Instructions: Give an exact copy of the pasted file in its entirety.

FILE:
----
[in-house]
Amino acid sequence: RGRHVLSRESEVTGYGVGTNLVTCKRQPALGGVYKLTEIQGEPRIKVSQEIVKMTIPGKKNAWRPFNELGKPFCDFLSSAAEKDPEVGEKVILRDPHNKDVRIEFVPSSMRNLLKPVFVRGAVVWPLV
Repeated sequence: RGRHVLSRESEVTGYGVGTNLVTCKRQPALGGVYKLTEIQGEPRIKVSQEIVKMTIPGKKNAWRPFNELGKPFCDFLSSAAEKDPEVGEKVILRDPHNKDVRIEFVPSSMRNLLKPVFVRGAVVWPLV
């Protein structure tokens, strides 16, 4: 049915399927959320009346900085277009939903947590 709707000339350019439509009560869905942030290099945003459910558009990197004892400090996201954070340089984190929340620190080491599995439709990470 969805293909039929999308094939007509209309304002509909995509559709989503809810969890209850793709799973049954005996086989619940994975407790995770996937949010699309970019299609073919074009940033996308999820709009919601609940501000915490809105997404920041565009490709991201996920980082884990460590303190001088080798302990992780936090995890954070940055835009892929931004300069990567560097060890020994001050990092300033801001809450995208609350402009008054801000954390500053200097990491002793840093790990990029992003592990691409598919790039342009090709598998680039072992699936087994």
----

[in-house]
Amino acid sequence: RGRHVLSRESEVTGYGVGTNLVTCKRQPALGGVYKLTEIQGEPRIKVSQEIVKMTIPGKKNAWRPFNELGKPFCDFLSSAAEKDPEVGEKVILRDPHNKDVRIEFVPSSMRNLLKPVFVRGAVVWPLV
Repeated sequence: RGRHVLSRESEVTGYGVGTNLVTCKRQPALGGVYKLTEIQGEPRIKVSQEIVKMTIPGKKNAWRPFNELGKPFCDFLSSAAEKDPEVGEKVILRDPHNKDVRIEFVPSSMRNLLKPVFVRGAVVWPLV
């Protein structure tokens, strides 16, 4: 049915399927959320009346900085277009939903947590 709707000339350019439509009560869905942030290099945003459910558009990197004892400090996201954070340089984190929340620190080491599995439709990470 969805293909039929999308094939007509209309304002509909995509559709989503809810969890209850793709799973049954005996086989619940994975407790995770996937949010699309970019299609073919074009940033996308999820709009919601609940501000915490809105997404920041565009490709991201996920980082884990460590303190001088080798302990992780936090995890954070940055835009892929931004300069990567560097060890020994001050990092300033801001809450995208609350402009008054801000954390500053200097990491002793840093790990990029992003592990691409598919790039342009090709598998680039072992699936087994």